Well I suppose it depends on which country you live in.In Australia,liberal means that you are definitely right wing politically.In America it means the opposite,and has become something of a term of provocation.
Sid said,'Ideological struggles never end' That is for the most part true,but surely the marxist/leninist afficionados would have to concede that,as an economic theory atleast,communism has been a failure.
Regards Tim Wells
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Post by Carl Schwamberger » Wed Aug 15, 2007 11:54 am

"- holders of that ideology are carefully shifting to use of the term "progressive" (at least in America). "

Ironic. A century ago T R Roosevelts & his crowd used "progressive" to identify a specific type of forward looking conservative. Although I think they meant something different by conservative than the current in the US.

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Post by Pirx » Thu Aug 16, 2007 2:34 am

Communism is a slogan.
That what was in Eastern Europe was pure dictatorship. Dangerous dictatorship with powerful army, and obvious enemy to the USA, UK and other western countries. This dictatorship was not so different like this one in Spain, Portugal or Latin America, but those regimes were not against NATO members, and were not so danger.
Communist parties are in France or Italy, and nobody fought with them (only due polls).
In 1978 almost 97% Poles were active catholics. But 99% Poles "votes" for so called communist goverment! But they were simply dictators.
I prefer to hear that Western societies fought with danger of worldwide dictatorship. Today we forgot how to do that...
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Post by sid guttridge » Fri Aug 17, 2007 3:42 am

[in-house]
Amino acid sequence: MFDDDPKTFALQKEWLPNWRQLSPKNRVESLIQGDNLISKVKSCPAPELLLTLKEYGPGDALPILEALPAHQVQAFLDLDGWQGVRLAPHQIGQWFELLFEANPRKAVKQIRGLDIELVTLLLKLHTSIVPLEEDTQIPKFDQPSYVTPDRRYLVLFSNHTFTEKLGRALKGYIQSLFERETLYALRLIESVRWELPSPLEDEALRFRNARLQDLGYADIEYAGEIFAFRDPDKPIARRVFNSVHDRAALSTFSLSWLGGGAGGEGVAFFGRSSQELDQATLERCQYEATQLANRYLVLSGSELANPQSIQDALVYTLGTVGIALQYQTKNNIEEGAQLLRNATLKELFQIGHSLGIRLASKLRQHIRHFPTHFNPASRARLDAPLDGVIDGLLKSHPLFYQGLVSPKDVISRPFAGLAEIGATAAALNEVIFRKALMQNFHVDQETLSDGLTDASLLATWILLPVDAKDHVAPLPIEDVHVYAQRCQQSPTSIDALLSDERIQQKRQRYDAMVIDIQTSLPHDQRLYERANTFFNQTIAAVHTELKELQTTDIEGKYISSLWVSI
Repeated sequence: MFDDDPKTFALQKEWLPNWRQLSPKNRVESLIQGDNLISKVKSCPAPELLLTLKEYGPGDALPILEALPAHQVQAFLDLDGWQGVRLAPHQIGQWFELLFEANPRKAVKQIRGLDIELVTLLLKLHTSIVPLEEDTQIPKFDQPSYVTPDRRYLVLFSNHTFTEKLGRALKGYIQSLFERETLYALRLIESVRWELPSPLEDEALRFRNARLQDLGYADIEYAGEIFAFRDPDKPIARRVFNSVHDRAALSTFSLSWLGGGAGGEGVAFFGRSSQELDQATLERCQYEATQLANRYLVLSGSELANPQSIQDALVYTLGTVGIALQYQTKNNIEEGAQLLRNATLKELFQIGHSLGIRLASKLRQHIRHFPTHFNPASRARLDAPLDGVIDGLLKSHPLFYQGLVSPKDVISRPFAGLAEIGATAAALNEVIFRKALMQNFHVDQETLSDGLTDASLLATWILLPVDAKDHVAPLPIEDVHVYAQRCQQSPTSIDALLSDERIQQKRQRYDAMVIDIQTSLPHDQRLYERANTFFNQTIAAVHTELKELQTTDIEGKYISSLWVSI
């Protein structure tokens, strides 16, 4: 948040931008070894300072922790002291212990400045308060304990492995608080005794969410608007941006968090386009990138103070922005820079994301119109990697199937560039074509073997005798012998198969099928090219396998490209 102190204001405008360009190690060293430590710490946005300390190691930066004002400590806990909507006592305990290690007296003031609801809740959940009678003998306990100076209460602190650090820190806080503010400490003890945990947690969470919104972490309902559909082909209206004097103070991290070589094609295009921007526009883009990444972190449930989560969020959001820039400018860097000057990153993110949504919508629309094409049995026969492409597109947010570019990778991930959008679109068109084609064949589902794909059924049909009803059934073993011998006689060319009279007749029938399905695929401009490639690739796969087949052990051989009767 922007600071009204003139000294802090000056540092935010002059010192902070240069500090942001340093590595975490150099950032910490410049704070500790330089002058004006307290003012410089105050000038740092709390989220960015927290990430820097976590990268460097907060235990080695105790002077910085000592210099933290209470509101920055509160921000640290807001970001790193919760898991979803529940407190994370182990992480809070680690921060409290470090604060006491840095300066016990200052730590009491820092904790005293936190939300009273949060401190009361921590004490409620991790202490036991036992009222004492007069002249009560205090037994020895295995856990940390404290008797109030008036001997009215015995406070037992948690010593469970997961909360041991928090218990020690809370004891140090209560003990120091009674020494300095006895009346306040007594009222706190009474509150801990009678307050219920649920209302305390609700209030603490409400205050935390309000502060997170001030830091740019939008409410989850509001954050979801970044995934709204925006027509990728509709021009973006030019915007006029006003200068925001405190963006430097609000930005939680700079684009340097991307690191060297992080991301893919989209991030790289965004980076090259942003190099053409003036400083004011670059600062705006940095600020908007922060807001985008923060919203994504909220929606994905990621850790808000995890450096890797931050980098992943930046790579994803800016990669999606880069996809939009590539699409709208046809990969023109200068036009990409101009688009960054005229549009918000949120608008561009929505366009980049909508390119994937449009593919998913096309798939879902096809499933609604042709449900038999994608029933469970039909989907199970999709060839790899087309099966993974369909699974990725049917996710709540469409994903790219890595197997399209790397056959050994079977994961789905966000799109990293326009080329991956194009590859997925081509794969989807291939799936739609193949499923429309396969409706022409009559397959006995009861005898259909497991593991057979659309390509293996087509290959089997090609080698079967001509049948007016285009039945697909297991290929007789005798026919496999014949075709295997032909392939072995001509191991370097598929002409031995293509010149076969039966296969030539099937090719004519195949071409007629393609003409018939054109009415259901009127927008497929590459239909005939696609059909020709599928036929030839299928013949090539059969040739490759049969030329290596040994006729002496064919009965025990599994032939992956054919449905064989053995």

Hi Pirx,

The Communist system was much more pervasive than the military dictatorships of the Latin countries. This was because Communism was more than just a slogan. It was an intrusive, all pervasive theory of government that claimed the power to interfere in the minutiae of the lives of all citizens.

Certainly the USA cynically regarded the likes of the Somozas in Nicraragua as "Bastards, but at least they are our bastards!". But the Latin military regimes were not intrusive into the minutiae of the lives of private citizens in the way that Communism was. I have seen it put that in the 70s many Latin American countries were "occupied by their own armies" in the US interest, and this is a plausible proposition. However, ruthless and vicious as they sometimes were, I would not equate their aims and achievements with those of Communism.

Cheers.

Sid.

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Post by Pirx » Fri Aug 17, 2007 4:42 am

sid guttridge wrote: But the Latin military regimes were not intrusive into the minutiae of the lives of private citizens in the way that Communism was.
Sid.
Communism from Brezhniev era also was not so intrusive into the minutiae of the lives of private citizens. 70's it's not the same what was in Stalin era.
And 1981? what we have if not military dictatorship in Latin america style?

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Post by sid guttridge » Sat Aug 18, 2007 3:01 am

Hi Pirx,

Poland's military dictatorship was significantly different from the Latin American experience. In Latin America the armies just took over the levers of power in their own name, and simply overlay existing civil society. In Poland the Communist army took over power on behalf of the Communist Party, whose influence was pervasive throughout society, which it sought to mould in its image.

The aim of Latin American military governments in the post-war era was essentially to preempt Communism with US sponsorship. With the possible exception of the not very efficient Peronist Argentina, Latin American military regimes were not penetrative of civil society like the Communist Party in the Eastern Bloc.

Cheers,

Sid.

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Post by sid guttridge » Sat Aug 18, 2007 3:02 am

Hi Pirx,

Poland's military dictatorship was significantly different from the Latin American experience. In Latin America the armies just took over the levers of power in their own name, and simply overlay existing civil society. In Poland the Communist army took over power on behalf of the Communist Party, whose influence was pervasive throughout society, which it sought to mould in its image.

The aim of Latin American military governments in the post-war era was essentially to preempt Communism with US sponsorship. With the possible exception of the not very efficient Peronist Argentina, Latin American military regimes were not penetrative of civil society like the Communist Party in the Eastern Bloc.

Cheers,

Sid.

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Post by phylo_roadking » Sat Aug 18, 2007 6:36 am